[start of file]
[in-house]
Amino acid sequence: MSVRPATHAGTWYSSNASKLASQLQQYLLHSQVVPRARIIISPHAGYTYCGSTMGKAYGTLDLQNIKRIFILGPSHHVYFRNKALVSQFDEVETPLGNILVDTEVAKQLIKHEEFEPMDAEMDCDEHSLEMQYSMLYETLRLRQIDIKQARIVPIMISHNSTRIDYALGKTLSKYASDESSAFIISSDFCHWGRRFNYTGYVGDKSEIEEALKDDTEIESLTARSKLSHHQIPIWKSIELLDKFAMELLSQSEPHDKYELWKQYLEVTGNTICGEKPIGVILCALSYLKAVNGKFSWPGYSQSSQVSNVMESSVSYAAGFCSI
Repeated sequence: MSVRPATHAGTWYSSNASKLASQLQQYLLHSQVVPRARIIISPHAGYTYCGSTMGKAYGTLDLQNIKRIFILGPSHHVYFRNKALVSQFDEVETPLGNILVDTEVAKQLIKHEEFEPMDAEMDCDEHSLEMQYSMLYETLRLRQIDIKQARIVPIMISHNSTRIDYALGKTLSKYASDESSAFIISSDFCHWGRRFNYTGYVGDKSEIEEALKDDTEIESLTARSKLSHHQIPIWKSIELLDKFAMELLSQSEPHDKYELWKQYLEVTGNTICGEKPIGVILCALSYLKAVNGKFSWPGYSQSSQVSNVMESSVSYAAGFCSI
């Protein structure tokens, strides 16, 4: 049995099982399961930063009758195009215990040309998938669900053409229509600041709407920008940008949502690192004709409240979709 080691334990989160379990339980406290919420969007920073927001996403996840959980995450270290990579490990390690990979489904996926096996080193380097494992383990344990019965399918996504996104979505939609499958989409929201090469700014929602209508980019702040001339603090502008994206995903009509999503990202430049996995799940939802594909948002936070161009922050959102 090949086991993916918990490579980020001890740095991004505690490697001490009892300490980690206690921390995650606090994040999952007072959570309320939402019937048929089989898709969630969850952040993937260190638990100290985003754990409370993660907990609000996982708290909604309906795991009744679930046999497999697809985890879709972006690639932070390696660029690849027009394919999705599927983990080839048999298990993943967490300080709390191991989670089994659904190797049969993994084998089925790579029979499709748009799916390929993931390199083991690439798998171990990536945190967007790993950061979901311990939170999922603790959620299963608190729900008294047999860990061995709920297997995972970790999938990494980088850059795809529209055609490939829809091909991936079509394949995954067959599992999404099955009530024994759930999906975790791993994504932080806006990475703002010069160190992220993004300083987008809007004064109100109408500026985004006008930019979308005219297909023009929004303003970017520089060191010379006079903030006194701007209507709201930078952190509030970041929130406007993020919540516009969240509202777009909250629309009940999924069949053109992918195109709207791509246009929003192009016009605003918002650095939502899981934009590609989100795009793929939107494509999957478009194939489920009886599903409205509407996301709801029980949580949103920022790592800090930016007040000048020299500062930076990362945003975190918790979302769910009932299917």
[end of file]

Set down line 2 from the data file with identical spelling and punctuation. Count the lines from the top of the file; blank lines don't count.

Amino acid sequence: MSVRPATHAGTWYSSNASKLASQLQQYLLHSQVVPRARIIISPHAGYTYCGSTMGKAYGTLDLQNIKRIFILGPSHHVYFRNKALVSQFDEVETPLGNILVDTEVAKQLIKHEEFEPMDAEMDCDEHSLEMQYSMLYETLRLRQIDIKQARIVPIMISHNSTRIDYALGKTLSKYASDESSAFIISSDFCHWGRRFNYTGYVGDKSEIEEALKDDTEIESLTARSKLSHHQIPIWKSIELLDKFAMELLSQSEPHDKYELWKQYLEVTGNTICGEKPIGVILCALSYLKAVNGKFSWPGYSQSSQVSNVMESSVSYAAGFCSI